In a recent comment aimed at Senator John McCain (R-AZ) by White House aide Kelly Sadler, we saw the Trump Administration reach yet another new low. Sadler dismissed McCain’s reservations about Trump’s nomination of Gina Haspel as Head of the CIA by saying, “It doesn’t matter, he’s dying anyway.” Though Sadler has since apologized by phone to John McCain’s daughter, Meghan, for the remark, Donald Trump has yet to apologize, or even address it.
John McCain had strongly opposed the President’s CIA nominee, Gina Haspel, over her role in enhanced interrogations, namely, waterboarding, saying “Her refusal to acknowledge torture’s immorality is disqualifying.” McCain himself was tortured during his 5 ½ years as a POW in VietNam.
Even after many have publicly wondered why Sadler still has her job, the White House has refrained from responding. Though it may be extreme to fire Sadler for her comment regarding John McCain, insensitive as it was, one wonders why the White House, in its silence over the issue, appears to support it. But as we’ve learned, apology isn’t Donald Trump’s style.
Senator Lindsay Graham (R-SC) said, regarding Trump’s apparent refusal to address Sadler’s comment, “It doesn’t hurt you at all to do the right thing and be big.”
This administration has demonstrated time and again that it does not see honor and respect as worthwhile traits. Perhaps worse than Kelly Sadler’s remarks about John McCain were those of Retired Air Force Lt. Gen. Tom McInerney, who defended the practice of torture and disparaged McCain, all in one sentence, when he said on Fox Business, “It worked on John (McCain). That’s why they call him Songbird John.”
Though McInerney was implying that torture caused John McCain to give in to his captors under pressure, there is no evidence of this, though there is evidence that McCain gave false information to his captors. Incidentally, no one refers to John McCain as “Songbird John.” The Fox Business host, Charles V. Payne, apologized for his guest’s remark.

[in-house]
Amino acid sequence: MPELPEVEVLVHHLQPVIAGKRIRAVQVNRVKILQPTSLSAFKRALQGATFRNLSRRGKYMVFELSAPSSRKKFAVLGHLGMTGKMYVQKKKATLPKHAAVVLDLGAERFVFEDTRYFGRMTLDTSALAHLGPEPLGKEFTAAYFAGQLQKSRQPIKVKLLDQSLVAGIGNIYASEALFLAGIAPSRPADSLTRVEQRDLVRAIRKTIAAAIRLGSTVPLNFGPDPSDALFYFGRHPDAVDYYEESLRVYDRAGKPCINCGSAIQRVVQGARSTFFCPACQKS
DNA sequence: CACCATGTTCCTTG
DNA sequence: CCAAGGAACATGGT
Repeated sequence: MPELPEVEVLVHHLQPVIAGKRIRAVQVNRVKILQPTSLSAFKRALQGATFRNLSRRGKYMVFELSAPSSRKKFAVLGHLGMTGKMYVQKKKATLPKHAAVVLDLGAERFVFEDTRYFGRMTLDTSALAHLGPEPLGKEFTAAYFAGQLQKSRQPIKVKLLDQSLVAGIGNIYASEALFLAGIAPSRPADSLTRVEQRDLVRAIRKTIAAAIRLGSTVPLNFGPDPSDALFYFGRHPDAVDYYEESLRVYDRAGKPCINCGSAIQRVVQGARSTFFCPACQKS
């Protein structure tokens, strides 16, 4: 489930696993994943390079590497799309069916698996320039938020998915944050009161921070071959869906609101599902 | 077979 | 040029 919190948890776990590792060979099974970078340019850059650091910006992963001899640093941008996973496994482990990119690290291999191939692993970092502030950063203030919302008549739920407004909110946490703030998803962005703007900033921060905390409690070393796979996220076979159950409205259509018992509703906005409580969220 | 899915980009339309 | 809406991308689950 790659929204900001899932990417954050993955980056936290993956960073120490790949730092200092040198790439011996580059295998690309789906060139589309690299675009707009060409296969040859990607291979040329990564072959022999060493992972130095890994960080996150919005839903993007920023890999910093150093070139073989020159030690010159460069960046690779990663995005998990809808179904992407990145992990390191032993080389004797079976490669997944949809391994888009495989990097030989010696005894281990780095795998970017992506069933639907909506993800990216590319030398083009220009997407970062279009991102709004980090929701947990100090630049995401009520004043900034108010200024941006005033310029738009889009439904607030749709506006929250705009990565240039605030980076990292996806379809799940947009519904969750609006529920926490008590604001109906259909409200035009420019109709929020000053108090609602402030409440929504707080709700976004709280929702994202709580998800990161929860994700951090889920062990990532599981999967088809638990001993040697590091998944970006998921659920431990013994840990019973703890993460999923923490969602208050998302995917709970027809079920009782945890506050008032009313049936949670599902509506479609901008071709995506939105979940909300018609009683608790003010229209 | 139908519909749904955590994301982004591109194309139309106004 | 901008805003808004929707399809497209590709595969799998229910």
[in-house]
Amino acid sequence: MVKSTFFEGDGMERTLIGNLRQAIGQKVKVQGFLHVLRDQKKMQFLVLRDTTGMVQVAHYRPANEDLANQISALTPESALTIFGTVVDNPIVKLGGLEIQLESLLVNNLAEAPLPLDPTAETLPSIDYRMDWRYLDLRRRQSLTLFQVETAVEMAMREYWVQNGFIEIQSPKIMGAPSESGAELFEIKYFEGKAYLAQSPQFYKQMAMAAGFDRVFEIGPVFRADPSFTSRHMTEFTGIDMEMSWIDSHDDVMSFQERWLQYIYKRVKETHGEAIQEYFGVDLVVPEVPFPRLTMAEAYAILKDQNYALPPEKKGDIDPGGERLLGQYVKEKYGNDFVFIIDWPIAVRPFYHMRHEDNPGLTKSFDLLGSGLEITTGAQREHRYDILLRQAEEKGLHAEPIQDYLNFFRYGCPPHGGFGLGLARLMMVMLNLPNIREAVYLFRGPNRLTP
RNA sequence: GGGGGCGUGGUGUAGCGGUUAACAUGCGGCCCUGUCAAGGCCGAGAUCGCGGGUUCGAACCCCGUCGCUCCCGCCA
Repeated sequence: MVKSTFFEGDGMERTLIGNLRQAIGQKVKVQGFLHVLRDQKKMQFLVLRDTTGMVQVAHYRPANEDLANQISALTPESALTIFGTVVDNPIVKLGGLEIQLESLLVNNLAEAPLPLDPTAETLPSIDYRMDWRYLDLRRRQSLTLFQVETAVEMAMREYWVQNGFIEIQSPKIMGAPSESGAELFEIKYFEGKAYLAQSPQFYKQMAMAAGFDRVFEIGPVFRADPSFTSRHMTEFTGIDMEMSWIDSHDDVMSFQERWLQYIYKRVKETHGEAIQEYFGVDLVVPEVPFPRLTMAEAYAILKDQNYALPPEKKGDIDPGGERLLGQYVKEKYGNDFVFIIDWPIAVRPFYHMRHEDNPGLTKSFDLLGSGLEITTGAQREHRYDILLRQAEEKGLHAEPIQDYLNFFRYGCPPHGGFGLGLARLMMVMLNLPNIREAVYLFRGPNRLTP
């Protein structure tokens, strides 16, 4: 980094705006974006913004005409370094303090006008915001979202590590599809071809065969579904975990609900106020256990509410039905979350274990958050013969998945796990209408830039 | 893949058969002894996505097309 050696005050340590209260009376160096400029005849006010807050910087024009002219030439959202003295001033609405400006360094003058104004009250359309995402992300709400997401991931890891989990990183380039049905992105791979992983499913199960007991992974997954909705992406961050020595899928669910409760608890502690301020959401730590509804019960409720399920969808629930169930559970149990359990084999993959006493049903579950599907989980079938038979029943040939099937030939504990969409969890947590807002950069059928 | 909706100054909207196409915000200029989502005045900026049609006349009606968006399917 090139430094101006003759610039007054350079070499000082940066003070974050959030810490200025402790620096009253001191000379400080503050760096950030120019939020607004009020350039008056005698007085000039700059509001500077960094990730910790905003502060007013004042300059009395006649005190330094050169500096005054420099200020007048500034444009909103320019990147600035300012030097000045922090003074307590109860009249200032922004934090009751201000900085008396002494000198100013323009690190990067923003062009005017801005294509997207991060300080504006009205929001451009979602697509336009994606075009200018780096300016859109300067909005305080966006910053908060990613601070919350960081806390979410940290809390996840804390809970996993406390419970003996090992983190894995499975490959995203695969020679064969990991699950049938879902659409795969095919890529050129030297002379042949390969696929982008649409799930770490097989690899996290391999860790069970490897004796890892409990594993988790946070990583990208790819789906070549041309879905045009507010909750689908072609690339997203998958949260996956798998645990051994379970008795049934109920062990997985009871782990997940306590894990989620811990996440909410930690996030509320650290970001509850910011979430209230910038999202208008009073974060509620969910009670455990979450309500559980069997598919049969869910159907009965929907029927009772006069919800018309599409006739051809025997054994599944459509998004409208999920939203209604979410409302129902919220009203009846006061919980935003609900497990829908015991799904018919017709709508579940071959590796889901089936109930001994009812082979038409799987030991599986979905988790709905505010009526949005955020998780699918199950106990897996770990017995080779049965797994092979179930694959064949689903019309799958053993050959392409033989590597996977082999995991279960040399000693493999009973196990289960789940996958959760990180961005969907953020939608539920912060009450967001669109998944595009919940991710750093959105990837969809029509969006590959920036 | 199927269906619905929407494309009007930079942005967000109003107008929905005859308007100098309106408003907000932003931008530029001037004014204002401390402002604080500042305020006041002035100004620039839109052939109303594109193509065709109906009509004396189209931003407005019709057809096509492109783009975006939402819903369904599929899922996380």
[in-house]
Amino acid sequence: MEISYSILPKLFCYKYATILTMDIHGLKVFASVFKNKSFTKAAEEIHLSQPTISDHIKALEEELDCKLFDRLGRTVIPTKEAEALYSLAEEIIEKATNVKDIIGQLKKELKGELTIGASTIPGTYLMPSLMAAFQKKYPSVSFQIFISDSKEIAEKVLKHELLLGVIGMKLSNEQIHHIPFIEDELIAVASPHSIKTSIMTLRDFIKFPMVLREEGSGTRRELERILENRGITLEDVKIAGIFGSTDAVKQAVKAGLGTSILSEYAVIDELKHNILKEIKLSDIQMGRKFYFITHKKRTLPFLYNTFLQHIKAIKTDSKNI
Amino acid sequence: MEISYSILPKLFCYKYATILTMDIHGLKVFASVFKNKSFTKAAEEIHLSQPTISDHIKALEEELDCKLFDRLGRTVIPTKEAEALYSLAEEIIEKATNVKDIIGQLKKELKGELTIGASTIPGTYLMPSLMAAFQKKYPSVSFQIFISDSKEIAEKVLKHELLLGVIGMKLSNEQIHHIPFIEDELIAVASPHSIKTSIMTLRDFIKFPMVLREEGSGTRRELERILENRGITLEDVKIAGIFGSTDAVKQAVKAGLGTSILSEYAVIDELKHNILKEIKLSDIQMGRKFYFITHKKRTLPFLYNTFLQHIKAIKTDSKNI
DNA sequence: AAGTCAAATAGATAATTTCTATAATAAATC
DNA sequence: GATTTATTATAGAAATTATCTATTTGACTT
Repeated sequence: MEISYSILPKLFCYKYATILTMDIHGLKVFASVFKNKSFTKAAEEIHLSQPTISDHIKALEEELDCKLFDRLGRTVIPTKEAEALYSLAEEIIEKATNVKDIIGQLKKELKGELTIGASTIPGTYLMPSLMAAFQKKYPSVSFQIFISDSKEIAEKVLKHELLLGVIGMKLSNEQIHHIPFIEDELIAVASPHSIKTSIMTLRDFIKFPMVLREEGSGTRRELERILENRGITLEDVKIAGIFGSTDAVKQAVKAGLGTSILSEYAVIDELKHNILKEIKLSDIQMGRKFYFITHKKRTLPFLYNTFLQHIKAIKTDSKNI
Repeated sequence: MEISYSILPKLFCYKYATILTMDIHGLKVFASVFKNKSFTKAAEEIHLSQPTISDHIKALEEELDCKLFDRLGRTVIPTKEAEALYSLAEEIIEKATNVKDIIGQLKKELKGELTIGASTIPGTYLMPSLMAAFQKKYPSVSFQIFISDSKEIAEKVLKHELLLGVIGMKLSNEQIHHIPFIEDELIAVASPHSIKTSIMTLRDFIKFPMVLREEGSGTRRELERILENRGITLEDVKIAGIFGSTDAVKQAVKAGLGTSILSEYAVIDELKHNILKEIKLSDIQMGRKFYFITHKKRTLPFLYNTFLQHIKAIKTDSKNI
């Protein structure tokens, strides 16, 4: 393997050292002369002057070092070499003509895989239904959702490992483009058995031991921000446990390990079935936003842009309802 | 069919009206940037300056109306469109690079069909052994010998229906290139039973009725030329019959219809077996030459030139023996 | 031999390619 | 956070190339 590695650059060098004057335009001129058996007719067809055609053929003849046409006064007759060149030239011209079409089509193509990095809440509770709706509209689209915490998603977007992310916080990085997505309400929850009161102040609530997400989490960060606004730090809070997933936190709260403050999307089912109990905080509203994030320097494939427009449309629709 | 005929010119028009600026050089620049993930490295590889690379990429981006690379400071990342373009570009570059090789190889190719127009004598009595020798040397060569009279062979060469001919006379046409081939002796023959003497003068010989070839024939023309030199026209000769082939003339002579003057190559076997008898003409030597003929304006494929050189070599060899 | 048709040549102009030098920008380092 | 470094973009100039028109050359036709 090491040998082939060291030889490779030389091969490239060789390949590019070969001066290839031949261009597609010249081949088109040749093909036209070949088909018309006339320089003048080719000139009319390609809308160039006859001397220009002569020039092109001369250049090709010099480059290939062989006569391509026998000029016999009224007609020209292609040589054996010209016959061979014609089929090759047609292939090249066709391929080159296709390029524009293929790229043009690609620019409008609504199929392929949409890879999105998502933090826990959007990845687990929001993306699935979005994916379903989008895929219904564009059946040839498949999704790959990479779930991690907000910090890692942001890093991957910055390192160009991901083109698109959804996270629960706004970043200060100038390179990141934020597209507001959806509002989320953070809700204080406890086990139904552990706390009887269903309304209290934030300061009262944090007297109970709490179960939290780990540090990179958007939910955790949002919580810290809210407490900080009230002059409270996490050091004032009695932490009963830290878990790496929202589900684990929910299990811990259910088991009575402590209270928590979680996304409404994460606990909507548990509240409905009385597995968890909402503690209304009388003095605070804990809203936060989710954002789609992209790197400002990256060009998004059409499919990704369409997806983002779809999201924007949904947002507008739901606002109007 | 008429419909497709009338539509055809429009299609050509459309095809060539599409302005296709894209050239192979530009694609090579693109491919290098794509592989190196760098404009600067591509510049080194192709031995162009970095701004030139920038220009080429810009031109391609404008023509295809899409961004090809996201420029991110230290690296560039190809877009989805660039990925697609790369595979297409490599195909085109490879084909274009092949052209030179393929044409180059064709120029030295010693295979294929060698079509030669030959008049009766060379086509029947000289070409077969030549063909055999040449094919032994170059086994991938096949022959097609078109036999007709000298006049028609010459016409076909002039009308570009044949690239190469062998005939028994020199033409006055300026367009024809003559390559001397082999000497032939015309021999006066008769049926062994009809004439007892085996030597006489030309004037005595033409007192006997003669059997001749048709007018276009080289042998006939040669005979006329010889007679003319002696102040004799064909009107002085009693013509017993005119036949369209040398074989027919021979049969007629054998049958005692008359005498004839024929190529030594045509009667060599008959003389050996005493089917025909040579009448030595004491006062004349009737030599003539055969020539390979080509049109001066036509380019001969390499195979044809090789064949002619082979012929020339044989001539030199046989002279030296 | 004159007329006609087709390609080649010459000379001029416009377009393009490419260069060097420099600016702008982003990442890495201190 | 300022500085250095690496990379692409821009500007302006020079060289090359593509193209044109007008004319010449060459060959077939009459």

Regarding John McCain’s status as a war hero, Trump has declared that because McCain was captured, he was not a hero. “I like people who weren’t captured,” said Trump, a person who, indeed, escaped going to war, let alone being captured.
Donald Trump and his administration are defining a new standard of acceptable behavior toward others, and it’s not a higher standard. Though it involves “speaking one’s mind” and not apologizing, it does not involve bravery or courageousness. Though it consists in what some would call “candor,” it does not espouse truthfulness.
A large number of Americans remain adamant that Trump and his administration don’t represent who we are. And surely, Trump’s Republican party is not the Republican party of John McCain. But it seems that with every utterance of “That’s not who we are,” we learn of yet one more small breakdown of the foundation that once would have found Kelly Sadler’s John McCain comments horrifying – each taking us a small step farther along the path of who we are now becoming as a nation.
Fox host apologized after comments about ‘songbird’ John McCain | The Oregonian [2018-05-11]
White House refuses to address McCain comments made by aide | ABC News [2018-05-11]